Winner of the Malice Domestic Competition for Best First Traditional Mystery Novel, a delightful Southern cozy from an award-winning author
Beth McKenzie's attempt to turn an old Southern mansion into a Bed and Breakfast called The Dixie Dew is thwarted when her first guest is found dead in bed. Murdered, it turns out. Three days later a young priest who looks better in tennis whites than clerick black, is found strangled in his chapel. The whole town of Littleboro is abuzz, and Ossie Delbardo, the town cop whose job heretofore mainly involved controlling football traffic on Friday nights, is not cut out to solve the murders.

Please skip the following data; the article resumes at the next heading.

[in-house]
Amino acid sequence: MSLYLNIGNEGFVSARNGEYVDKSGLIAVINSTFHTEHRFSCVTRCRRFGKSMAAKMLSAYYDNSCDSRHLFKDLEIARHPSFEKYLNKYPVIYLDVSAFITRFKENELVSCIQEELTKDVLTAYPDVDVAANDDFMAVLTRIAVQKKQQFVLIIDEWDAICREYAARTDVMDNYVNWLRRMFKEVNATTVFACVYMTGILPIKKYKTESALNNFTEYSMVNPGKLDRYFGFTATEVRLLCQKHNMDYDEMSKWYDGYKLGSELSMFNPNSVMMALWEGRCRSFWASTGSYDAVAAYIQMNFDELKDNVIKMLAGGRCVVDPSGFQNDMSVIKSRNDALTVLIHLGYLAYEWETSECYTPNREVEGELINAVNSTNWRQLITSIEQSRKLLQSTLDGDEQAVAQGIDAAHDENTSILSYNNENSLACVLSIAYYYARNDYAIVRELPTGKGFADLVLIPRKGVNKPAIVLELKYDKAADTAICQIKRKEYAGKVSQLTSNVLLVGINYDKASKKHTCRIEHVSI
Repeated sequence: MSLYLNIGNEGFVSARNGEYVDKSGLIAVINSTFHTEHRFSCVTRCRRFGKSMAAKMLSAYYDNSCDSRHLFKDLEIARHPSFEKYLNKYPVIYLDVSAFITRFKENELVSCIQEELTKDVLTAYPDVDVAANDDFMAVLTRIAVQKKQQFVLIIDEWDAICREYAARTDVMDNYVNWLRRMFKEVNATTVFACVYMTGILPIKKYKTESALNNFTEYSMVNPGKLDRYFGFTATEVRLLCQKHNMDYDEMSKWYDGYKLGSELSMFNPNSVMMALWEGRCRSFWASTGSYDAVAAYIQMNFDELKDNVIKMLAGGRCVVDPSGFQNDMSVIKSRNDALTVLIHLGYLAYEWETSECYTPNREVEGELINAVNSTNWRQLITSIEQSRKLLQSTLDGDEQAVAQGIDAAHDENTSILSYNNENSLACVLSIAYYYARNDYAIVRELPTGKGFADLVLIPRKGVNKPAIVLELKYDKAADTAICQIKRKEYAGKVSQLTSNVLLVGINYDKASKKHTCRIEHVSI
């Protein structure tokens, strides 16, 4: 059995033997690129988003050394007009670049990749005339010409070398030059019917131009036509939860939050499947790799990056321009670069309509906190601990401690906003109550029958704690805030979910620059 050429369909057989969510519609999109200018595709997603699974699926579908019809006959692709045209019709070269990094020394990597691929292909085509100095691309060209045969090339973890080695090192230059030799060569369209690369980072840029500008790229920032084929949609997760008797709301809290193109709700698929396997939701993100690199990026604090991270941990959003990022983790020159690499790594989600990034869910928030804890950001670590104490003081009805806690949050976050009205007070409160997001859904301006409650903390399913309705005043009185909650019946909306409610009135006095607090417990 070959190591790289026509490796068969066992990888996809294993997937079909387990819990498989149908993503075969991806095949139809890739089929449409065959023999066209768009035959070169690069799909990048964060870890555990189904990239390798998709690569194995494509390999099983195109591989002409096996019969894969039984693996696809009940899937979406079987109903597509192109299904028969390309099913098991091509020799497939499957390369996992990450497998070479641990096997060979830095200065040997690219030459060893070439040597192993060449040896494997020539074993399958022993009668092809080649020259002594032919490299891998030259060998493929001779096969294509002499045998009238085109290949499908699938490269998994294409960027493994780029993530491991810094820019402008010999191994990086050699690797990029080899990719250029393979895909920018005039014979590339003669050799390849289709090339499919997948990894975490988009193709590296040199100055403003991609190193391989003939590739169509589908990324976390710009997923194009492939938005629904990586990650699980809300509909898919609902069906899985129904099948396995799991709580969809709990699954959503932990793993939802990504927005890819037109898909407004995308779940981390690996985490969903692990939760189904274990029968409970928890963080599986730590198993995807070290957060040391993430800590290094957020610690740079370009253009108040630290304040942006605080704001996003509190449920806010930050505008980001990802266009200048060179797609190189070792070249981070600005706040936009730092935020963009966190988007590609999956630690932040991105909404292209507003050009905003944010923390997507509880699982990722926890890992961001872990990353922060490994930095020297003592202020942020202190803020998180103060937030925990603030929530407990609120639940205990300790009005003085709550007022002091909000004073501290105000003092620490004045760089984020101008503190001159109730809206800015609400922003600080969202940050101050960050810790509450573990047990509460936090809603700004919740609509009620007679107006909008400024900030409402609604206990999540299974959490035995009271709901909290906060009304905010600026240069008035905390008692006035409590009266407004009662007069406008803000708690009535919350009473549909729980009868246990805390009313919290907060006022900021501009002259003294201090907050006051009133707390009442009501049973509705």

With her barely opened B&B in danger of failing, and aided by her friend from high school and trusty handyman, Beth sets out to discover the truth of the murders. Littleboro has its share of characters, some of which are helpful and others misleading. There's Crazy Reba who lives in a tree, bathes in any bathtub she finds empty, and dumpster dives; Verna, the town know-it-all and affectionate owner of Robert Redford, a huge white rabbit; and Miss Tempie Merritt, music teacher and organist who always wears hat, gloves, and lace-trimmed white socks. When Beth herself is attacked, there's no more time for baking muffins and stencilling pineapples on the porch. She's in a race to uncover her neighbors' secrets before her hometown becomes her burial ground.